ByWard Market has served as a key gathering place and shopping market in Canada’s capital since 1849. Today the historic buildings and open-air marketplace are home to over 260 stands and 600 businesses comprising food stalls, specialty boutiques, eateries, and more. While you can see the market in passing during some sightseeing tours—along with other Ottawa attractions such as the Rideau Canal and Parliament Hill—to experience it at its best, you need to go inside and explore properly. Take a food or wine tour of the city, during which tour guides show you around the market and introduce you to some of the best bites, food purveyors, and local restaurants in the city.
Things to Know Before You Go
From May through Labor Day (the first Monday of September), ByWard Market Ambassadors are on-hand to provide additional information about the market.
The market has both indoor and outdoor sections.
Much of the market and its businesses are accessible to wheelchair users.
How to Get There
ByWard Market encompasses an area of around four blocks, bordered by Rideau Street to the south, Cathcart Street to the north, Cumberland Street to the east, and Sussex Drive to the west. The main brick market building stands between George and York Streets. Numerous local bus routes stop on Rideau Street. On-street parking as well as parking garages are available nearby.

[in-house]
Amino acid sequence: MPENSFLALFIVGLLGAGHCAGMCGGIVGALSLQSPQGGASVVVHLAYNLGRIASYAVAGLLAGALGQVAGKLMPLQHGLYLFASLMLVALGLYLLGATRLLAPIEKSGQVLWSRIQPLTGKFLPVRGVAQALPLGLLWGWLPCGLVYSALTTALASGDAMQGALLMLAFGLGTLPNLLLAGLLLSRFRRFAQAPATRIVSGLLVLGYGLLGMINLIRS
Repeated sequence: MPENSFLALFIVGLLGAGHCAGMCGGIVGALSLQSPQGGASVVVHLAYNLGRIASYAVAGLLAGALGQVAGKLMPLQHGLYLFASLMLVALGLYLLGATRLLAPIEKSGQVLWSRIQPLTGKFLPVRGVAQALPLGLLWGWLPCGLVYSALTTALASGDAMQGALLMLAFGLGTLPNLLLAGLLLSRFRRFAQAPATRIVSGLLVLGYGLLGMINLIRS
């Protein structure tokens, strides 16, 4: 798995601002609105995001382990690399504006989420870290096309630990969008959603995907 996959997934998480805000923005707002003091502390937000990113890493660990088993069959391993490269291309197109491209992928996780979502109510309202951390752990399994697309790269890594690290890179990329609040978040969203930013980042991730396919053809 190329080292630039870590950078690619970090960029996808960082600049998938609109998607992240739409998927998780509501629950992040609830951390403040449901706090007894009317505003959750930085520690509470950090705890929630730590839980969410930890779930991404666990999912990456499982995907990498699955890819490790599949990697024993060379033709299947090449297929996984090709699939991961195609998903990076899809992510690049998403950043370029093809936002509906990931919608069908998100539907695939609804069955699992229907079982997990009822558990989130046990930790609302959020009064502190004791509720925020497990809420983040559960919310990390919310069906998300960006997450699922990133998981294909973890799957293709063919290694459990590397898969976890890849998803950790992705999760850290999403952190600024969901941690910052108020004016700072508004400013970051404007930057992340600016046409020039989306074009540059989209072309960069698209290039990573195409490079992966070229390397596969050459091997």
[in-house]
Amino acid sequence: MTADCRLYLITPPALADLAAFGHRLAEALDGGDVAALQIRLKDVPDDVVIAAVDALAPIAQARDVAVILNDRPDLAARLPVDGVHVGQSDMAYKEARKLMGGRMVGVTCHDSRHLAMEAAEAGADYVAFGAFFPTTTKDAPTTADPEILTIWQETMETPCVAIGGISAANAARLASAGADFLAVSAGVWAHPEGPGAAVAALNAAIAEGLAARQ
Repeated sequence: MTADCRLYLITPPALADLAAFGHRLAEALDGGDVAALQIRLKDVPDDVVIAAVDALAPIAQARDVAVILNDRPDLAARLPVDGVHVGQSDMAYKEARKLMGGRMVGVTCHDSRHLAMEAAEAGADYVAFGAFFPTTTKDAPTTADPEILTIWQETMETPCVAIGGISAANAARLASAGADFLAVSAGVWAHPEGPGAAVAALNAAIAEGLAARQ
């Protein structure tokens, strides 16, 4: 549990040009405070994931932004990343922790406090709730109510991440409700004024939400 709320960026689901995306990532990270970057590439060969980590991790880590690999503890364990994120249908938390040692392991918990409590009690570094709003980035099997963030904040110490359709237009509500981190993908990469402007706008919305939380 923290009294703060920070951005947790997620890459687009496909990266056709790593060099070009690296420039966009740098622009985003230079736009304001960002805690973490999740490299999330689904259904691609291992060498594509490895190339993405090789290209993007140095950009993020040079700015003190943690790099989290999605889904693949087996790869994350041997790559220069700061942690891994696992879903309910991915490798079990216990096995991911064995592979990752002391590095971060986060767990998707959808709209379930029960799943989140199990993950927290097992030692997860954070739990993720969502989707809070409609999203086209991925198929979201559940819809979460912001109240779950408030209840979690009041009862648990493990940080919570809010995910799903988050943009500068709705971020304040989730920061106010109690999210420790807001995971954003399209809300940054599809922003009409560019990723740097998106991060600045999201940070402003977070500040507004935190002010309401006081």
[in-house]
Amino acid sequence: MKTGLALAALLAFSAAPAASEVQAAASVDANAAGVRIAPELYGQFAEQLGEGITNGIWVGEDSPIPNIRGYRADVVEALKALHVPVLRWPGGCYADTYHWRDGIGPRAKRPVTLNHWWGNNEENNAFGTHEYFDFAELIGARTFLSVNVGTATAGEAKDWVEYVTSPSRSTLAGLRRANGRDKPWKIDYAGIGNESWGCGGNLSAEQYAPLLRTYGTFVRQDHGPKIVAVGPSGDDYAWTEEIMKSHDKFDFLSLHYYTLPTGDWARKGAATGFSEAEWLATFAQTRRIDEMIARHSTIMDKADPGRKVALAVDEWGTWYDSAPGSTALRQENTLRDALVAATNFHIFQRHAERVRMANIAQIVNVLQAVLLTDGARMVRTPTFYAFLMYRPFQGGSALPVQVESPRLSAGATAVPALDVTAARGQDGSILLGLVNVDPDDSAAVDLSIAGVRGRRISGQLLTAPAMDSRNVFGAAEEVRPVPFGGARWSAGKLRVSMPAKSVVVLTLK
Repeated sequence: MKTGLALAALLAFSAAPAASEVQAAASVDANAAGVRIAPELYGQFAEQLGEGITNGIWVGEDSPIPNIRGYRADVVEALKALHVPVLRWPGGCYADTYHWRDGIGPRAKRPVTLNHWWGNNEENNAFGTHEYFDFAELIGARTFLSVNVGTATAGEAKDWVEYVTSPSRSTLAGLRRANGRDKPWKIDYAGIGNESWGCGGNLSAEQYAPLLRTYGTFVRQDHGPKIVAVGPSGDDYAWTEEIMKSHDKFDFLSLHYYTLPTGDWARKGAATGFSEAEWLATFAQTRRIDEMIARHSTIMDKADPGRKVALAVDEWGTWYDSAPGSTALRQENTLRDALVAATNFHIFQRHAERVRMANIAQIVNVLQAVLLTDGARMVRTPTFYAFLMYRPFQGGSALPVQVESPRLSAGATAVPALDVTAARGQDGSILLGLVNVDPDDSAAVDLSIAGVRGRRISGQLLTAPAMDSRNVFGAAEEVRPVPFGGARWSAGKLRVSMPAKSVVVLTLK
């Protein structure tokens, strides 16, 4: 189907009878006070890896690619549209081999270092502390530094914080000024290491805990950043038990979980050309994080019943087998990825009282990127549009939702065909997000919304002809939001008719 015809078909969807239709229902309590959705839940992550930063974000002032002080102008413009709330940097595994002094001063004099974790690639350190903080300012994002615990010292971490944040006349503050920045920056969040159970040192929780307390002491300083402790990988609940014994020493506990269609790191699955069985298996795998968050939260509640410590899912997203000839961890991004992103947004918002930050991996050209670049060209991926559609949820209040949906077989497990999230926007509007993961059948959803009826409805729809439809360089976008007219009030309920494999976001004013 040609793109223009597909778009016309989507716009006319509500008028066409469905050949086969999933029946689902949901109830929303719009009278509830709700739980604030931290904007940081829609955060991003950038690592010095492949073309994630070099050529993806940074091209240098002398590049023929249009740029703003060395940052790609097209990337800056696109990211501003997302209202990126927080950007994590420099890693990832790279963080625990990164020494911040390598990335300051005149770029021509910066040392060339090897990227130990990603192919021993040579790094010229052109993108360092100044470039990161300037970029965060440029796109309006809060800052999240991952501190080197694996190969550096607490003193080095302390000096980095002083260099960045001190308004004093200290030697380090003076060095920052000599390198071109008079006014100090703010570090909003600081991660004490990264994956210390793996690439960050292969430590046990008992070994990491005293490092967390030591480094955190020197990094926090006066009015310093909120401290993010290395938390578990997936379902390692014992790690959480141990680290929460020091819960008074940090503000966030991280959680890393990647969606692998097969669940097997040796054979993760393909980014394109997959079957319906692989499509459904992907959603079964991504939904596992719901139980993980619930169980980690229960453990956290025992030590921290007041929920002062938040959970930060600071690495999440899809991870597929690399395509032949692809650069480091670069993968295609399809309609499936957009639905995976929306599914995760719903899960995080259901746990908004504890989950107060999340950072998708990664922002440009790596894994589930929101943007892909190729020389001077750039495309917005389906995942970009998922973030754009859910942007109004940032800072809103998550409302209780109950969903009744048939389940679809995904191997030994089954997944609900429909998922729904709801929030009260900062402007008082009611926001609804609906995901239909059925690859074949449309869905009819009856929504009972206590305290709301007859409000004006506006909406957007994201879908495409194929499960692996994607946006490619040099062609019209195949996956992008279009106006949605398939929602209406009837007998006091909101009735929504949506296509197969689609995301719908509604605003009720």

When to Get There
To see the market at its biggest and busiest, go on a summer weekend. It expands during warmer weather, as stalls spill out onto the surrounding streets. Go early to nab the best produce. Opening hours vary from business to business, with most shops opening from early morning to late afternoon, while bars stay open later.
BeaverTails at ByWard Market
Perhaps the most famous snack to be served at ByWard are BeaverTails. This Canadian pastry—which consists of fried dough shaped like a beaver’s tail, topped with cinnamon and sugar—originated here in Ontario and is a much-loved local specialty. Even former US President Barack Obama stopped to buy one during an Ottawa visit in 2009.